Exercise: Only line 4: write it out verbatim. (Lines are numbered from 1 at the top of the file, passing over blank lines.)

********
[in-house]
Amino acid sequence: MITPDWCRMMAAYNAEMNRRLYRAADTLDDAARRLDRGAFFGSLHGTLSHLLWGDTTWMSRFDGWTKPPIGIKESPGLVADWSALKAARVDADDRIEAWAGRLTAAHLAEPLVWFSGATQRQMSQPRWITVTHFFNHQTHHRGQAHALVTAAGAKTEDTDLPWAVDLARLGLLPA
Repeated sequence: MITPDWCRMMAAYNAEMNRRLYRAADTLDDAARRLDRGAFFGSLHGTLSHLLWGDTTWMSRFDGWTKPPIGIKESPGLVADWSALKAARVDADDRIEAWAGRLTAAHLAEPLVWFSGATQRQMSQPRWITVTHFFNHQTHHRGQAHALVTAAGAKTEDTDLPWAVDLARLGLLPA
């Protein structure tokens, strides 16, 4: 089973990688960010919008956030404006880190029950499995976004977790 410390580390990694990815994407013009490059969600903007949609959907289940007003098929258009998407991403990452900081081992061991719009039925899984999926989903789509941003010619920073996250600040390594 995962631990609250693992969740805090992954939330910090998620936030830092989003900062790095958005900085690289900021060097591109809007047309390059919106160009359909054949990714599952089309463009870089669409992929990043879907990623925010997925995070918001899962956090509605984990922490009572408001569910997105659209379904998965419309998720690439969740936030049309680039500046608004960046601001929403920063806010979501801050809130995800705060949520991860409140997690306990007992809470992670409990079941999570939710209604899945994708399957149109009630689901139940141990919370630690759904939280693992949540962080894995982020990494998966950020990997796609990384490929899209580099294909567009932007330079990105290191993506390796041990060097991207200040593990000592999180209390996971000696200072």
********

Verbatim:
């Protein structure tokens, strides 16, 4: 089973990688960010919008956030404006880190029950499995976004977790 410390580390990694990815994407013009490059969600903007949609959907289940007003098929258009998407991403990452900081081992061991719009039925899984999926989903789509941003010619920073996250600040390594 995962631990609250693992969740805090992954939330910090998620936030830092989003900062790095958005900085690289900021060097591109809007047309390059919106160009359909054949990714599952089309463009870089669409992929990043879907990623925010997925995070918001899962956090509605984990922490009572408001569910997105659209379904998965419309998720690439969740936030049309680039500046608004960046601001929403920063806010979501801050809130995800705060949520991860409140997690306990007992809470992670409990079941999570939710209604899945994708399957149109009630689901139940141990919370630690759904939280693992949540962080894995982020990494998966950020990997796609990384490929899209580099294909567009932007330079990105290191993506390796041990060097991207200040593990000592999180209390996971000696200072």